Congress Takes Aim at Insurer Profits

Janice Simmons, for HealthLeaders Media , November 6, 2009

As Congress appears poised, as many on Capitol Hill have been saying lately, "on the verge of a historic moment" with healthcare care reform, it is also preparing to take on the insurance industry over costs and profits—no matter what happens with reform.

Just yesterday, House Speaker Nancy Pelosi (D-CA) in her weekly media briefing, called the announcement that insurer Cigna's profits during the third quarter jumped 92% this year to $329 million "stunning." "That's why we have to hold insurance companies accountable," she said.

She added that several provisions in the House bill (HR 3962) would attempt to address higher insurer profits. They include the amendment to overturn the decades-old McCarran-Ferguson Act addressing antitrust exemptions for the insurance industry and provisions to limit high charges by insurers. For instance, if an insurer's rates pass a designated point, that company would no longer have access to the states' health insurance exchanges.

Similarly, Sen. Thomas Harkin (D-IA), as chairman of the Health, Education, Labor, and Pensions (HELP) Committee, took on insurers on Wednesday concerning their price increases to small businesses. He said a recent survey of state insurance regulators by the National Association of Insurance Commissioners found that average insurance policies will increase between 11% to 16%—and as high as 25% to 30%—annually in most states.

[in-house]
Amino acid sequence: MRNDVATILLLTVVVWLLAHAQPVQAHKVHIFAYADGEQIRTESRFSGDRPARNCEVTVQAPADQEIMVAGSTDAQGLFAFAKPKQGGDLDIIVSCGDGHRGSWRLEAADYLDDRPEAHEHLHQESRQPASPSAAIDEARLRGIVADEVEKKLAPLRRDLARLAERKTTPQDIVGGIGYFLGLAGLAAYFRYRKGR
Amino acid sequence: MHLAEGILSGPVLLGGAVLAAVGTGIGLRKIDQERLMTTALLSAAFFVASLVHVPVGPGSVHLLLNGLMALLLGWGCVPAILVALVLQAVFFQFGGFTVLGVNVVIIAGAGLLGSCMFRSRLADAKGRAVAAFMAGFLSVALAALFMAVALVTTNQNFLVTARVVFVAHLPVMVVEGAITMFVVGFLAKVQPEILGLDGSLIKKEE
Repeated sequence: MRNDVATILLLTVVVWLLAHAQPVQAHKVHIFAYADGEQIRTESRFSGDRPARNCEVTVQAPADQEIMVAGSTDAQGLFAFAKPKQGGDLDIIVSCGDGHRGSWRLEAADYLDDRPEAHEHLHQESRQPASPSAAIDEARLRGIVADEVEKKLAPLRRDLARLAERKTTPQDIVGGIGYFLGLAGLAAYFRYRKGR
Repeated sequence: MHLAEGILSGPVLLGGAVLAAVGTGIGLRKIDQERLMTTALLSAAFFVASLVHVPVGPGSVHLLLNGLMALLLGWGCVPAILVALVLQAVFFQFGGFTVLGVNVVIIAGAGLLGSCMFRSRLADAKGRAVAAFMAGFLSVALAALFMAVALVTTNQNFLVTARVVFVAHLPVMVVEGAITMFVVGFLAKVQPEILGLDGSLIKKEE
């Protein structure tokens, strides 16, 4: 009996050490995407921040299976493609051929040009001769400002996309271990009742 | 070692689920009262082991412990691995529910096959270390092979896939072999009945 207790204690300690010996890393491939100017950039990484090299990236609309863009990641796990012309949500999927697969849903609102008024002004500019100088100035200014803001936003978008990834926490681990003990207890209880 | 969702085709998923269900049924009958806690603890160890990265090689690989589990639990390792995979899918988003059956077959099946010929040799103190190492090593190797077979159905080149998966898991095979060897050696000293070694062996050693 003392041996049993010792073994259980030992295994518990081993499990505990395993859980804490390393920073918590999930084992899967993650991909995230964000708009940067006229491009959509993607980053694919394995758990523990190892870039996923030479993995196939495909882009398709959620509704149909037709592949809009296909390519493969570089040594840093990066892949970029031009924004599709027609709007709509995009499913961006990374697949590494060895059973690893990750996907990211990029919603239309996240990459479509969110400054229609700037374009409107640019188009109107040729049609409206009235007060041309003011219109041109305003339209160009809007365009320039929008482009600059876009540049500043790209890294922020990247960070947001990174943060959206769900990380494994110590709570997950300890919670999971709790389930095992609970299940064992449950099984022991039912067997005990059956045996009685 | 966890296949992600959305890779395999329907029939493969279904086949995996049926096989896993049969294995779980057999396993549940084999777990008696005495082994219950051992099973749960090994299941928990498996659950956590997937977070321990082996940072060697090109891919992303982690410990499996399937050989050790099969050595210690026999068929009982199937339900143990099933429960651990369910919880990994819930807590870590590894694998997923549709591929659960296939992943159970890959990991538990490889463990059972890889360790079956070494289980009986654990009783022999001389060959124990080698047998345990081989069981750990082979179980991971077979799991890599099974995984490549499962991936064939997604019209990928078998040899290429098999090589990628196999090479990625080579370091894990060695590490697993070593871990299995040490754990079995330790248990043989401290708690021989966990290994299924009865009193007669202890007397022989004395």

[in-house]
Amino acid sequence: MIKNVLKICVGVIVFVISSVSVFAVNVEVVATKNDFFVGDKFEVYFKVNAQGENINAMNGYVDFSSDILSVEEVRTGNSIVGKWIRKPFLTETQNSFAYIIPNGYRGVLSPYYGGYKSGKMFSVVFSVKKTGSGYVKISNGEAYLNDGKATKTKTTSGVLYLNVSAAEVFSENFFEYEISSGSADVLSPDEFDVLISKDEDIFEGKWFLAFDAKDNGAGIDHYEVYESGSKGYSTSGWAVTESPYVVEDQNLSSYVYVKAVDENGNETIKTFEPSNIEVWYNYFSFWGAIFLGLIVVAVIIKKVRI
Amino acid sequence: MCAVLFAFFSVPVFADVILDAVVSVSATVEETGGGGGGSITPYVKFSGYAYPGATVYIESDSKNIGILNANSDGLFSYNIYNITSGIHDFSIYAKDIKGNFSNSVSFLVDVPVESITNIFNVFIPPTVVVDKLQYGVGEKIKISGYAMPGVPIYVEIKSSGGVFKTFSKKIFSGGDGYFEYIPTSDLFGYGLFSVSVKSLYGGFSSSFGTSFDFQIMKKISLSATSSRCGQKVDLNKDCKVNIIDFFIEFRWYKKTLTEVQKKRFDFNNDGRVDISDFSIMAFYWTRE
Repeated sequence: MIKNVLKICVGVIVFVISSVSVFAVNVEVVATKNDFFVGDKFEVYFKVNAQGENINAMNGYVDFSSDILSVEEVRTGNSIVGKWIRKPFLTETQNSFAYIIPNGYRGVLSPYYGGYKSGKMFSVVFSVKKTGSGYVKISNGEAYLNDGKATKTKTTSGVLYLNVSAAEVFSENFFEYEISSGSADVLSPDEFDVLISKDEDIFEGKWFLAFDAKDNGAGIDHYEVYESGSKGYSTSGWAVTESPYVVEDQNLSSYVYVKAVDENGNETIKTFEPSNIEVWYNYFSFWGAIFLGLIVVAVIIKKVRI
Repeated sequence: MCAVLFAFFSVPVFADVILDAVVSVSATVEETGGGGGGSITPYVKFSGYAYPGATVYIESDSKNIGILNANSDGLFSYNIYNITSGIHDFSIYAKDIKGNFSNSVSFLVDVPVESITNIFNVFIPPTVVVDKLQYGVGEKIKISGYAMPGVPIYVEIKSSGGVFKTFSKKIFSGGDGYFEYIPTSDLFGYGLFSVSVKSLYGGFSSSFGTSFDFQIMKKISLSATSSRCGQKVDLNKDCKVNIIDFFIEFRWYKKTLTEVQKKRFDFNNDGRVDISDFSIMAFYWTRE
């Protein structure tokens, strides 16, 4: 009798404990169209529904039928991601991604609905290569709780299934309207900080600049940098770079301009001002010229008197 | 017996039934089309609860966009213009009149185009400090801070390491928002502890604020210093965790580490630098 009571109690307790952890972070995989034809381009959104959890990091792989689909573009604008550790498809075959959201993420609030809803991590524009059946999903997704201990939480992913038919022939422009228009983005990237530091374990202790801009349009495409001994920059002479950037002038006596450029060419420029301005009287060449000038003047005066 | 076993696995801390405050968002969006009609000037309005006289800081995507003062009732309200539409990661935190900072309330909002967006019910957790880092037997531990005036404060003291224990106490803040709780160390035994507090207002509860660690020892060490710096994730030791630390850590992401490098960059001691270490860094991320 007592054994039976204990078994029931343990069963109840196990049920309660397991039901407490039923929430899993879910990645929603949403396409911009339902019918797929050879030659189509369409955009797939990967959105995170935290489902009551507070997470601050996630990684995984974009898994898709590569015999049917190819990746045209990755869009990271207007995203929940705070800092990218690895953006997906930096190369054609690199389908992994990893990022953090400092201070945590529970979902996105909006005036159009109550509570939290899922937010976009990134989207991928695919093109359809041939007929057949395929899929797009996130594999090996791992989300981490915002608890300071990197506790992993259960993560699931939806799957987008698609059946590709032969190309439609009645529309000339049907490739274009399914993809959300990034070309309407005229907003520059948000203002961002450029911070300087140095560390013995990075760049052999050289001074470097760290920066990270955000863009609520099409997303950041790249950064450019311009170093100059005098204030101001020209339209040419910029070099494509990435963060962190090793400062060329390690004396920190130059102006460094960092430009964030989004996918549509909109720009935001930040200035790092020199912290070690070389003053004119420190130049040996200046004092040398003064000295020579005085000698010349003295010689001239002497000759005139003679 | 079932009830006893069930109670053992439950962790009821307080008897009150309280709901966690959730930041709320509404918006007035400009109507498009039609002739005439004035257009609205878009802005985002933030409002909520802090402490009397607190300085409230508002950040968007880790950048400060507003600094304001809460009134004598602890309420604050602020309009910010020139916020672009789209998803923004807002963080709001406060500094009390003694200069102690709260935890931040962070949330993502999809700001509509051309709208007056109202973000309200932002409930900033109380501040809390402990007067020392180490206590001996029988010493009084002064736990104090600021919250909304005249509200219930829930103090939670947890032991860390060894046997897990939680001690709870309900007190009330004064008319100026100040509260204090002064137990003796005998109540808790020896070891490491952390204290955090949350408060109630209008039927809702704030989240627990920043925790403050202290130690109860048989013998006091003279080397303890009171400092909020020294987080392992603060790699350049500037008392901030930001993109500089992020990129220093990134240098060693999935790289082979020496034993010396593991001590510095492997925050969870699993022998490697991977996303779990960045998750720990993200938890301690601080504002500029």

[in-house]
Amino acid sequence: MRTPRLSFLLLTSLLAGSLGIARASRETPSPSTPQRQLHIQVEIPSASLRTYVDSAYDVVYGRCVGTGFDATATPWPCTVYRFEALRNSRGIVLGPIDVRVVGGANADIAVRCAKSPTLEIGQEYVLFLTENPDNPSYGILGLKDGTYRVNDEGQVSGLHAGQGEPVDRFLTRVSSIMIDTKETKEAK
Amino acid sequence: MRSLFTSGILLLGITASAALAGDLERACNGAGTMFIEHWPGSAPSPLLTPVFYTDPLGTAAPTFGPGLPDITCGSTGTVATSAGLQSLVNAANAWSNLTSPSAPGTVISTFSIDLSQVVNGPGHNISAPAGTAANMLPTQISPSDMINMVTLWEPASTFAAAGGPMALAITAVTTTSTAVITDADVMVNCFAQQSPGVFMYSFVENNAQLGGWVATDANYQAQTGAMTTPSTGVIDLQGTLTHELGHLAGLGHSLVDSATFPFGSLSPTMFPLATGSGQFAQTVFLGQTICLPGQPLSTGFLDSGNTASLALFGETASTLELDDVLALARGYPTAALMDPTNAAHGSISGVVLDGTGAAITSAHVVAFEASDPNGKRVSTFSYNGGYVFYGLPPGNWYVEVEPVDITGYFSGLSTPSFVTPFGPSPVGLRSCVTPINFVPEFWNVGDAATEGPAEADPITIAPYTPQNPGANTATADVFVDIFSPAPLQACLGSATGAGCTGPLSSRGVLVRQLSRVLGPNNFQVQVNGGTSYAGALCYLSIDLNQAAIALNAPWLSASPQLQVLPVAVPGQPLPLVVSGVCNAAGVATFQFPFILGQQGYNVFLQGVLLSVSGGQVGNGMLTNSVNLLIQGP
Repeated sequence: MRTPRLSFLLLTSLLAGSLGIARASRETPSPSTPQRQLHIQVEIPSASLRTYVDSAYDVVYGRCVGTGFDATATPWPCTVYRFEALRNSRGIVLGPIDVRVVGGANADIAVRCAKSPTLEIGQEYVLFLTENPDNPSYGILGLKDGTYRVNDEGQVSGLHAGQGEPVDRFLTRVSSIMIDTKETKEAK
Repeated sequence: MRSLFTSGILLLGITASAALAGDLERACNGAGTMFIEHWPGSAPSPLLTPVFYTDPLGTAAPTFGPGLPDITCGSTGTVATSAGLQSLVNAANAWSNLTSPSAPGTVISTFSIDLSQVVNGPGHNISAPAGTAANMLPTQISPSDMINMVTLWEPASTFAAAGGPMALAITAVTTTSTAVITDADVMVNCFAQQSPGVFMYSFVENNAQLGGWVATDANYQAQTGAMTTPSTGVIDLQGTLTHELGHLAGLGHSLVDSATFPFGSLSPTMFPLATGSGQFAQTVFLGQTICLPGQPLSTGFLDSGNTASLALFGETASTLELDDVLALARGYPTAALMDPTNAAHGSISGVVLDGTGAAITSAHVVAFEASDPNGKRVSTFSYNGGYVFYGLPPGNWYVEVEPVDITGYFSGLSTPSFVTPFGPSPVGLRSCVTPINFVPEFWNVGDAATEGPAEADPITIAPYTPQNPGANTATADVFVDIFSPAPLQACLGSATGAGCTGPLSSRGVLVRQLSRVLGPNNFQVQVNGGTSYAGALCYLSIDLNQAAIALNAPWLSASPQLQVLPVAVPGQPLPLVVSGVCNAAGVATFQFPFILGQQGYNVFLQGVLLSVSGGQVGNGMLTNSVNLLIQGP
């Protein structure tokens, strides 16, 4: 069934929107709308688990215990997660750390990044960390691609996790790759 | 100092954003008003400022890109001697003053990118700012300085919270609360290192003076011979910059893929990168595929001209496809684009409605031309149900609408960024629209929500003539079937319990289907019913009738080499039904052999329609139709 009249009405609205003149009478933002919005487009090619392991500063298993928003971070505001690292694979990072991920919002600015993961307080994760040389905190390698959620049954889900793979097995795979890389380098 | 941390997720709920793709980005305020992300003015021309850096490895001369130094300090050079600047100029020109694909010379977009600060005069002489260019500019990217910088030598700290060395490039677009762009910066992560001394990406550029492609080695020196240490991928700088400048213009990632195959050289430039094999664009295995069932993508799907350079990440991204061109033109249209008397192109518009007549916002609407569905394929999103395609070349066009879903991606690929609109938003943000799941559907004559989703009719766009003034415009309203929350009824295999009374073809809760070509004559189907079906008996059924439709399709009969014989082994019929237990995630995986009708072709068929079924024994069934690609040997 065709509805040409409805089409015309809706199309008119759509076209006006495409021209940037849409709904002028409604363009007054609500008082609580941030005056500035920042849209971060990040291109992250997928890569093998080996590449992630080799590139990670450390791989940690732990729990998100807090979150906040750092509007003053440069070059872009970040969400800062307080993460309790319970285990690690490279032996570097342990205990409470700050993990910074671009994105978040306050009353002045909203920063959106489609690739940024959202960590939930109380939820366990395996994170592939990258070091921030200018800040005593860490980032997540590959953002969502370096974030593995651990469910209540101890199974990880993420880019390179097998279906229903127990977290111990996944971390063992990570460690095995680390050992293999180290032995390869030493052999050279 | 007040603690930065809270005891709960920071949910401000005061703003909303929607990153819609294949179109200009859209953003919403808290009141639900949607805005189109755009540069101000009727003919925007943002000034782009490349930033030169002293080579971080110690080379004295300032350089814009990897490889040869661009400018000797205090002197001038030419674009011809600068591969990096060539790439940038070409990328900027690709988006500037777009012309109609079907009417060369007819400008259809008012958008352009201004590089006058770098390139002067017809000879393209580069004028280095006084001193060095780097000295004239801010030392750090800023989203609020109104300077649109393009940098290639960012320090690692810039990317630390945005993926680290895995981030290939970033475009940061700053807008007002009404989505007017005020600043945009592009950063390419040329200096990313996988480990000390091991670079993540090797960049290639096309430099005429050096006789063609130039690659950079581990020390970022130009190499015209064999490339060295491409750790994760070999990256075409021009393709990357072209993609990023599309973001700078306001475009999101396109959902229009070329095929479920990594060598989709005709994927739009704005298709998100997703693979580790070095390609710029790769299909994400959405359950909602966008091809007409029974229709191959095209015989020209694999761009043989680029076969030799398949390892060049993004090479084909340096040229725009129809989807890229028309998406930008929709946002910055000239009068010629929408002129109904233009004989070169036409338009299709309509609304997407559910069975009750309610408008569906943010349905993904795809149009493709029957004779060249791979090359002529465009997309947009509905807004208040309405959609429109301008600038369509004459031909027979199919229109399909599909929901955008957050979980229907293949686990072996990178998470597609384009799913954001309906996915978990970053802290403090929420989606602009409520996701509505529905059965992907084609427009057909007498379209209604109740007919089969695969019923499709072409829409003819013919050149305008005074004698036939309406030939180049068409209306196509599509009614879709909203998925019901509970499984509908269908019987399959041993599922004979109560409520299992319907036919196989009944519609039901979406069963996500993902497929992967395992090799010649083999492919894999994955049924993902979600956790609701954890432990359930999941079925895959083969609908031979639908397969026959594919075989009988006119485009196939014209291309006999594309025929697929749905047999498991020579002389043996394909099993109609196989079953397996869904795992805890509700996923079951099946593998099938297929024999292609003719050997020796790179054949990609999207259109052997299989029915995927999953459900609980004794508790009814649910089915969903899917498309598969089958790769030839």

At the hearing, he said, "I would have liked to question health insurance companies about these trends and practices. But not surprisingly, insurance companies are not interested in discussing them.

"Health insurance companies should open their books and explain to the American people why they support a health insurance market for small businesses that is so dysfunctional, and so lacking in transparency," he added.

In response to the insurers' reluctance to appear before the panel, Harkin announced "his own investigation into the pricing practices of health insurance companies that sell policies to small businesses."

He sent letters, with a response deadline of Nov. 17, to the heads of Humana, UnitedHealth Group, WellPoint, and Aetna asking them about how they determined insurance rates for businesses with 50 employees or fewer and medical loss ratios, which are the percentages of consumers' premium dollars that insurance companies spend on medical care.

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